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CANTERBURY HUNT CLUB.

The first meet since their return from South of the Club this season, in the vicinity of Christchurch, took place yesterday at Linwood, in a paddock in front of Mr F. Brittain's house. The weather was all that could be desired, and before half-past eleven, the hour appointed for the meet, a large number of pedestrians had collected on the sandhills, the spaces between being filled up with carriages, buggies and other traps, many of the occupants of which were ladies, who seemed to take a lively interest in the preliminary proceedings, and throughout the first run, as nearly the whole line taken could be seen by the spectators. The club mustered in force, the outside public as usual forming a strong ruck.

Shortly after the advertised hour the hounds threw off in a paddock at the back of Linwood house, and music quickly following, the hunt led off at a merry pace over gorse into plough to a paddock in front of the house, over a jump (especially for the benefit of the onlookers) turning at right angles to the plough over a fair lift to the reserve, which was reached by a stiff double in and out, crossing the Cliristchurch road. These jumps were exceedingly- well taken by the field. From here the line led to the right of the reserve, over some heavy land and several stiff jumps, which were cleanly taken by the first flight, the majority in the second, however, getting " pounded ■ at the preliminary attempt. A few, however, came again, and managed to scramble over, but the greater portion religiously followed an observant and enthusiastic equestrian who had discovered there was a straight lane leading to the back of the - reserve, in which direction the hounds were quickly making. Thence the line took across the reserve over a good stiff jump, crossing Green's paddocks by means of two raspers—one of these jumps being especially ugly — consisting of a stiff post and mil with a not. inviting deep soft ditch in front. This the whip and huntsman, Mr Barker (acting master) and Mr F. Brittan, with one or two others in the first flight took like a bird, but the succeeding rank got bailed up as a lot, some getting as far as the edge of the ditch, while others got a little further and went in; but the majority having espied an open gate cleverly negotiated it, landing safely in the paddock. From here the run led over an easy jump on to the sandhills, where a. check took place, which was very acceptable to both riders, horses, and dogs, as the scent had been strong all through and the pace lively. After a breather a cast was taken, the field following those who had "gone away" over a fence into McGregor's paddock, coming out of which' to the sandhills a number of spills took place, as the top rail had been removed, leaving the treacherous wire unseen both by riders and horses. The course thence led ronnd the end of the hills into Buckley's land, crossing into Mr Brittan's paddock, with fair going and jumping between, finishing the run in over a rasping gorse fence, with a blind ditch in the front paddock where the meet took place. A number of spills took place at this jump;but both horses and men fell softly, and none received even the slightest injury. The length of the run was about three miles, and not only was it the best attended,, but was certainly the most enjoyable the club have yet had this season. ; At the invitation "of the genial host of Linwood an adjournment was made to the .house, where ample justice was done with huntsman's appetite to Mr Brittan's hospitality. After lunch the loyal toast of the day, " The health ofHer Majesty" was enthuaias . tically drunk, followed by "The Canterbury Hunt Club," "Our Host," and other toasts of a complimentary nature, and an exceedingly pleasant half-hour having been spent a return was made to the, field for the second run.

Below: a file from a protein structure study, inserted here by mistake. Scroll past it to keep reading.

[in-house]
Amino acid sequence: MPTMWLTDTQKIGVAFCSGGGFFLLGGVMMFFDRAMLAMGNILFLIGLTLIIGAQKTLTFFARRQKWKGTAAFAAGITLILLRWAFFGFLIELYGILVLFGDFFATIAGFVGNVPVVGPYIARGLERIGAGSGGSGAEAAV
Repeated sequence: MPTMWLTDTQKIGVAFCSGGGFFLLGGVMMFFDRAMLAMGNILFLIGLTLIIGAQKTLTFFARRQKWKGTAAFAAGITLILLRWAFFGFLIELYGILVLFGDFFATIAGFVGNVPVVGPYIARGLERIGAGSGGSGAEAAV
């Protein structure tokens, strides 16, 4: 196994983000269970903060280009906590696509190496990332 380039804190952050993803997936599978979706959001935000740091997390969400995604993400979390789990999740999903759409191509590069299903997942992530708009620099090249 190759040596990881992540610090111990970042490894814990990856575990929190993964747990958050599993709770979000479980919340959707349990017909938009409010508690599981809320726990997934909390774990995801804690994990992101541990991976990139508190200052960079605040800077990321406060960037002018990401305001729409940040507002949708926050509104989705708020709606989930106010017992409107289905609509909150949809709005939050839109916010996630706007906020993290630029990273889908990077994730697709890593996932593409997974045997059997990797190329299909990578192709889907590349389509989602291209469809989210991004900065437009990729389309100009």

The scent was this time taken up at the back of McGregor's house, the line leading through his paddocks over a number of stiff jumps, crossing the sandhills, into and through Mr A. W. Moneys paddocks to Kearney's, recrossing the hills over some very pretty galloping ground, where the pace was made exceedingly Though, a regular " bulfineher" (a towering wide gorse fence) had to be taken in this run at the back of Mr Vennal's house, and a stiff finish over post and rails opposite Mr E. Palmer's, yet it was very enjoyable, the going being good, the jumping safe, and the treacherous ditches kindly conspicuous by their absence. Of course a few spills took place during this four-mile spin, but from the laughing manner in which the seats were retaken, one would naturally imagine the saddles were merely vacated to examine the nature of the soil. Altogether the day was enjoyed thoroughly by those in the hunt and on the hills," and it is to be, hoped the club will see their way to shortly give the public another treat of the kind.

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Permanent link to this item

https://paperspast.natlib.govt.nz/newspapers/CHP18770525.2.22

Bibliographic details

CANTERBURY HUNT CLUB., Press, Volume XXVII, Issue 3695, 25 May 1877

Word Count
862

CANTERBURY HUNT CLUB. Press, Volume XXVII, Issue 3695, 25 May 1877

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